Buenos Aires (CNSNews.com) - Bolivian Vice President Alvaro Garcia begins a visit to Washington Tuesday amid allegations by the leftist government that the U.S. Embassy in La Paz is interfering in domestic affairs.
Last Wednesday, Bolivian government minister Juan Ramon Quintana warned that "the doors are open" for American officials attached to the embassy to leave if they do not abide by local regulations.
Quintana alleged that some of the nearly $120 million in U.S. Agency for International Development (USAID) funding for Bolivia is being used by the embassy to undermine the government of President Evo Morales.
Morales himself earlier in the week accused "some ambassadors" of wanting to get involved in politics in Bolivia and financing the opposition. The government wants more control over foreign aid programs.
Garcia said he would take the opportunity during his three-day visit to Washington this week to discuss the issue.
The American market is Bolivia's largest, and businessmen in Bolivia fear the controversy may harm bilateral economic relations. Garcia played down the concerns, and suggested that the Bush administration had been unaware of the alleged actions of the embassy in La Paz.
State Department spokesman Tom Casey told a press briefing last week, "There is absolutely no truth to any allegation that the U.S. is using its aid funds to try and influence the political process or in any way undermine the government there."
"We don't use aid money for partisan purposes," Casey said. "If the Bolivian government has any concerns or questions about our activities, I'm sure our ambassador, as well as our aid officials will be happy to clarify any questions they might have."
Morales' government charges that USAID funds are supporting groups that have taken part in strikes aimed at thwarting a constitutional assembly that is supposed to amend Bolivia's constitution. Among other things, the changes aim to allow Bolivia's indigenous sectors a bigger role in politics.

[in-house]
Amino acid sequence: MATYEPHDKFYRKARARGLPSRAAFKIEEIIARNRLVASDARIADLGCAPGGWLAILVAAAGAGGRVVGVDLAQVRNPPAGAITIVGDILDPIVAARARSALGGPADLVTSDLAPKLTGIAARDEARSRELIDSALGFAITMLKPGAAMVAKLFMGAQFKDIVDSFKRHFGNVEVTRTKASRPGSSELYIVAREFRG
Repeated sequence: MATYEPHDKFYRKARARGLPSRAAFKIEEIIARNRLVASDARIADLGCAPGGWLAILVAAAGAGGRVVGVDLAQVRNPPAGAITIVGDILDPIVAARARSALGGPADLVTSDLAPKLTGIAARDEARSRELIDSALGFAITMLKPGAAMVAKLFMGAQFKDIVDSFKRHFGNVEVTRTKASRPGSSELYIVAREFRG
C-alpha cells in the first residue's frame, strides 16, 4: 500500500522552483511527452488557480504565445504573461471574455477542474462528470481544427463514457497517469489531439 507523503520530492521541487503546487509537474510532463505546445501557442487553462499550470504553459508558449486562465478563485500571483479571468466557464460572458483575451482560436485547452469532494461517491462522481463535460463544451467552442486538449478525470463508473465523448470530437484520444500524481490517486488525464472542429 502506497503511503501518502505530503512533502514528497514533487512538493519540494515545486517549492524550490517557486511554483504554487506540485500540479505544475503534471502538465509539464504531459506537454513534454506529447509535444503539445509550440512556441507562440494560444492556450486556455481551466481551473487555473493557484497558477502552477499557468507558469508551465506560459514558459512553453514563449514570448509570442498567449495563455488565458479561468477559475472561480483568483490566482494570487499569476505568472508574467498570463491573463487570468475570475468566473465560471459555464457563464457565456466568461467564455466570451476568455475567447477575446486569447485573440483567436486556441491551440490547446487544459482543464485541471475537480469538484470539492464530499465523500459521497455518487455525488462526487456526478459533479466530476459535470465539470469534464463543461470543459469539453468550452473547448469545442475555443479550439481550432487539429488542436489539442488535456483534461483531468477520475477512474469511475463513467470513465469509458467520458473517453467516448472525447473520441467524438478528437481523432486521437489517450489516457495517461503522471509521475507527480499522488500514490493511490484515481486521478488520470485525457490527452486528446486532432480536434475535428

The Bolivian government has listed people and organizations that it says are receiving aid from the U.S., among them the right-of-center Podemos Party. Jorge Quiroga of Podemos, who served as president of Bolivia in 2001-2002, called the allegations a smokescreen to divert attention away from the aid the government is getting from Venezuela's populist anti-U.S. leader, Hugo Chavez.
Morales and Chavez are close allies. Cayetano Llobet, a political analyst in La Paz, says the Bolivian constitutional assembly is "a copy of the Venezuelan [one], and has the same goal -- establishing some sort of eternal presidency."
But Llobet said the plan has not worked in Bolivia, where strikes are in their third week in some regions. Some critics of the government, such as Manfred Reyes Villa, the governor of a city in central Bolivia, insist that Morales should resign, saying he is leading Bolivia into civil war.
Morales recently issued a decree requiring a visa for American citizens wanting to enter Bolivia.
Jose Brechner, political analyst with the Los Tiempos newspaper in La Paz, wrote that the country is digging its own grave through such decisions.
If it's not bad enough that Bolivians traveling abroad are viewed with suspicion because of drug trafficking associations, "with Morales' close friendship with Islamic Middle East rulers" they may now be viewed as potential terror suspects too, he said.
Like Chavez, Morales has been strengthening ties with countries that have strained ties with the U.S., including Iran, which the Bolivian leader plans to visit this month.
During a visit to Latin America last January, Iranian President Mahmoud Ahmadinejad praised Morales and Chavez and what he called "a wide anti-imperialist movement" in the region.
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